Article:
Starbucks Will Never Be Zero Waste-Friendly.

Starbucks Will Never Be Zero Waste-Friendly.

By Sawyer Morton.


I love Starbucks as much as the next person, but like most billion-dollar companies based off of good ‘ole American consumption, it comes with a large environmental cost. Unfortunately, Starbuck’s newest efforts to go eco-friendlier seems to be more of a marketing ploy than an actual Zero Waste solution. Many businesses have seemed to crack down on plastic straw use as #Starbucks recently has stated that their company will begin to replace all straws in cold drinks (apart from the Frappuccino) by 2020, and instead replace them with a recyclable plastic lid that resembles an adult sippy cup. Starbucks has stated that in turn, 1 billion straws will be eliminated.


The Sippy Cup. photo credit:


And while this idea might make the average American feel better about their daily consumption habits, the overall effect is minimal. First, by adding a new lid, there is clearly no reduction in the production of plastic. And secondly, Starbucks is failing to see environmental issues in the big picture- a trap that many Zero Wasters fall into.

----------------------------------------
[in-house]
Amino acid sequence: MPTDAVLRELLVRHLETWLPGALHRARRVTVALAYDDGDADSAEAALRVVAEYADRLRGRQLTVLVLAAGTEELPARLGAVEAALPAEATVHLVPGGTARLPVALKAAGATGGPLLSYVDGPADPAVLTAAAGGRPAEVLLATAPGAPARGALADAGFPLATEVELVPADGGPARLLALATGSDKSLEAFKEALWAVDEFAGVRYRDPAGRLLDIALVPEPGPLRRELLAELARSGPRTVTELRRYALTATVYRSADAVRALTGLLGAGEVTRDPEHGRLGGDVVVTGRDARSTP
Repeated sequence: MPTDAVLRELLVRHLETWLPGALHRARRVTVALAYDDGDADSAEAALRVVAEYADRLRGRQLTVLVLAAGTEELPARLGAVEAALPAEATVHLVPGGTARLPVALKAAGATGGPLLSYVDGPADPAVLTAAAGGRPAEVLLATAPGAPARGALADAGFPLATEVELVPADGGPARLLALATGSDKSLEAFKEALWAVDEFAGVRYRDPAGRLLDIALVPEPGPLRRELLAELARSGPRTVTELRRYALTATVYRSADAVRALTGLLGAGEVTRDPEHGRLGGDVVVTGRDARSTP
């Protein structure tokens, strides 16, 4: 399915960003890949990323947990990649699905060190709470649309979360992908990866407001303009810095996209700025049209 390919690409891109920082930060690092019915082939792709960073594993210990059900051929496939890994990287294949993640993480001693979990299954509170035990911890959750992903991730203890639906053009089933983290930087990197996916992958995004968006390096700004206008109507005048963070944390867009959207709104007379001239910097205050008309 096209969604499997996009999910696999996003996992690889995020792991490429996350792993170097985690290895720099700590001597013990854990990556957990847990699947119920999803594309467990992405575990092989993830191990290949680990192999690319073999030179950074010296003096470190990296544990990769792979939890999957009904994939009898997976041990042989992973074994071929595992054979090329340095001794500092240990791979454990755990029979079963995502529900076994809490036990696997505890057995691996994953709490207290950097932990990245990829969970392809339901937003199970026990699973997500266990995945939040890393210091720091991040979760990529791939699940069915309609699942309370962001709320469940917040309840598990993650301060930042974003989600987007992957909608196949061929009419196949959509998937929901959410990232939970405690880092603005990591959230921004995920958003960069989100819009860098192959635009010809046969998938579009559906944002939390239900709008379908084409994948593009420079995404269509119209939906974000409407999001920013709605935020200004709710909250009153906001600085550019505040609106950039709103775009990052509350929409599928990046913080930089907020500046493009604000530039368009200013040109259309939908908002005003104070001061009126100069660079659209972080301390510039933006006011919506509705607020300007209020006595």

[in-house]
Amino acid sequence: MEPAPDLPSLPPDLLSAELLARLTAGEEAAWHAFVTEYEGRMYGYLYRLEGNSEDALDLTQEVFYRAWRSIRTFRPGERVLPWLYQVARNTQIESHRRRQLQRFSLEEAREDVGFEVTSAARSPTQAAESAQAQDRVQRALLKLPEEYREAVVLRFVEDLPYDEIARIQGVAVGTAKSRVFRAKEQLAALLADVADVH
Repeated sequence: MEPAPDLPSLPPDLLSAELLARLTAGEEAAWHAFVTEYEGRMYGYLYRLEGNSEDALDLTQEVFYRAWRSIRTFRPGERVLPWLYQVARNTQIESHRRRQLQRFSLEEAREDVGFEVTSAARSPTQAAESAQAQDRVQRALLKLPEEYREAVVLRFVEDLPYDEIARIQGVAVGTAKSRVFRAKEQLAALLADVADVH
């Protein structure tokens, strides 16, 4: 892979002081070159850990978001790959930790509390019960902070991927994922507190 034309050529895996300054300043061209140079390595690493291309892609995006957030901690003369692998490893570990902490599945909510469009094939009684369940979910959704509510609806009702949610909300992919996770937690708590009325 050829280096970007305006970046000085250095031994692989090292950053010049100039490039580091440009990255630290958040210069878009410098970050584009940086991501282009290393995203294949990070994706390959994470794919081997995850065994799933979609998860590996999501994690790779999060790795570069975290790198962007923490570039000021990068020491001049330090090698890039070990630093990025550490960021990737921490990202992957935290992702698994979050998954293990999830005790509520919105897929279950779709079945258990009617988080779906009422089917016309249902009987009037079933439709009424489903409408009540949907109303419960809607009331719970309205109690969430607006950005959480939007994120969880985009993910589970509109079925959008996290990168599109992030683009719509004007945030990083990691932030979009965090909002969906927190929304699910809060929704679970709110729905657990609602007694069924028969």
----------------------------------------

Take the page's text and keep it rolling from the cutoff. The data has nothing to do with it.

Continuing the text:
Too often I see “green” companies or “green” bloggers emphasize plastic or recyclable packaging instead of, for example, the energy and petroleum used to ship millions of pounds of coffee beans, or the disposable cups baristas use to measure. With the Zero Waste movement, there is a consensus on packaging, but what should also be emphasized is local economies over global, and small businesses over large corporations.


With all of this in mind, my honest opinion is just to skip Starbucks when you can. Go to the local shop that lets you bring your own cup. You’ll feel better seeing your money flourish in your local community and supporting real consumption habits that will lead to a better environment.


Written by Sawyer Morton




**Note from editor: No straws or cups were used in the creation of this article. All non-captioned images used in this article are stock photos released free of copyrights under Creative Commons CC0.

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